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Ask the Nurse: CHOCOLATE, NATURE'S PANACEA

Updated on June 27, 2008

Chocolate: Panacea for Happiness and Health

 

by Helen Borel, RN,PhD

Dark Chocolate, replete with bioflavonoids, contributes to improved cardiovascular (heart and blood vessel) health, according to Dr. Mary Engler of the University of California at San Francisco, School of Nursing.

Her salubrious conclusion refers to the results of a study1 she and her co-investigators conducted on some lucky volunteers who got to eat chocolate during the full time period of their experiment.

Two groups of chocolate lovers were instructed to eat one bar of dark chocolate (amounting to 1.6 oz.) q.d. (daily) for 14 days. One group was given dark chocolate bars - usually highest in cocoa content, compared with milk chocolate for example - that contained its natural high level of flavonoids, the targeted active ingredient known as epicatechin.

The second group was fed what appeared to be the same dark chocolate of the same weight and at the same daily dosage for two weeks as well. Except that, unbeknownst to the subjects in either group, the flavonoids from the dark chocolate bars eaten by the group 2 subjects were removed.

The object of the study by Dr. Engler and her colleagues was to compare, by various cardiovascular tests, how the flavonoid and nonflavonoid chocolate-eating subjects fared.

Blood Vessel Benefits of Dark Chocolate

Bioflavonoids are known to forestall inflammation within blood vessel walls triggered by immune system reactions. Concomitantly, they also prevent atherosclerotic (fatty, hardening) conditions from forming by controlling the deposition of cholesterol intravascularly as well.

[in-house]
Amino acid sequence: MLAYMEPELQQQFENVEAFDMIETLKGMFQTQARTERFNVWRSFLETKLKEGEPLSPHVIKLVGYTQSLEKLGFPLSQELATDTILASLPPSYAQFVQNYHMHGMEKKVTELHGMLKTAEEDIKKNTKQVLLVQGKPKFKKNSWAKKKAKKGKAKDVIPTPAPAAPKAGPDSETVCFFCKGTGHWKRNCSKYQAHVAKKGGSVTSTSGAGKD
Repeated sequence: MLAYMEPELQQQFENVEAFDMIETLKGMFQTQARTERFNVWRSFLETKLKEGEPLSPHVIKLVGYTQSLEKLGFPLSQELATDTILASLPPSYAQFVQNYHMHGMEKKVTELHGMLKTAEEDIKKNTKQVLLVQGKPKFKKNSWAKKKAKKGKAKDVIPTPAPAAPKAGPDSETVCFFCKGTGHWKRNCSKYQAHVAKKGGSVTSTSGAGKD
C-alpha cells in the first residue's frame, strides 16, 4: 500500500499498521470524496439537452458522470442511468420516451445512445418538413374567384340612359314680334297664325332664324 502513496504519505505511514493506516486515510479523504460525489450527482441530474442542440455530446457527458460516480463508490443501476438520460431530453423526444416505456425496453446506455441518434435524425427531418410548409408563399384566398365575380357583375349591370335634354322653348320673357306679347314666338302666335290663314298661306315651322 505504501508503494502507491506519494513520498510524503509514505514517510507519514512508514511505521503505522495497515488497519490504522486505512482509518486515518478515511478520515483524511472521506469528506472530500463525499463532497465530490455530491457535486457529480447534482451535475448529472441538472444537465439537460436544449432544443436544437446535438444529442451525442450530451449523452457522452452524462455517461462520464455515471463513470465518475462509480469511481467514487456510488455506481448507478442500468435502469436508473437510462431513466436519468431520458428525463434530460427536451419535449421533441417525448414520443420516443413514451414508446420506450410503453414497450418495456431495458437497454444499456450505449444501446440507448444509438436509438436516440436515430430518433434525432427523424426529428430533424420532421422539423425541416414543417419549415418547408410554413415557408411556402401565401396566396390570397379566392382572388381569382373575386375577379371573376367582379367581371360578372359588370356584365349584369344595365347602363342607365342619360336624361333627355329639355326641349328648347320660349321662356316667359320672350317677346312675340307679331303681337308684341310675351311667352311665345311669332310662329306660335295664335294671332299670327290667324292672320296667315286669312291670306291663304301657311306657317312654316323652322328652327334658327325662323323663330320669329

Thus flavonoids, and therefore dark chocolate, decrease coagulatory (clotting) responses thereby minimizing thrombus (clot) formation. In other words, somewhat like aspirin, dark chocolate thins the blood, preventing the thickening that produces thrombi.

Dangers of Atherosclerotic Deposits

This positive flavonoid action is crucial because thrombi can loosen and travel via the circulatory system to the heart, causing a heart attack; to the brain, causing a stroke; and to the peripheral vessels in the legs causing a venous (of the veins) thrombus which can loosen and travel to the lungs. All three of these potential conditions can be fatal.

Bearing in mind that vessels at risk of atherosclerosis tend toward more rigidity, with greater constriction of the lumen (the hollow path within a blood vessel), this will lead to restricted blood flow and deprivation to vital bodily organs of needed nutrients and oxygen. And such vascular pathology will promote hypertension (high blood pressure) - a silent inducer of CVAs (cerebrovascular accidents = strokes), MIs(myocardial infarctions = heart attacks), and kidney disease.

Subjects Eating Flavonoid-Rich Dark Chocolate had Healthier Blood Vessels...

Thus, normally dilating arteries permit increased blood flow and reduced probability of the dire conditions just mentioned. And this study demonstrated a healthier vascular dilatation-constriction process in the flavonoid subject group.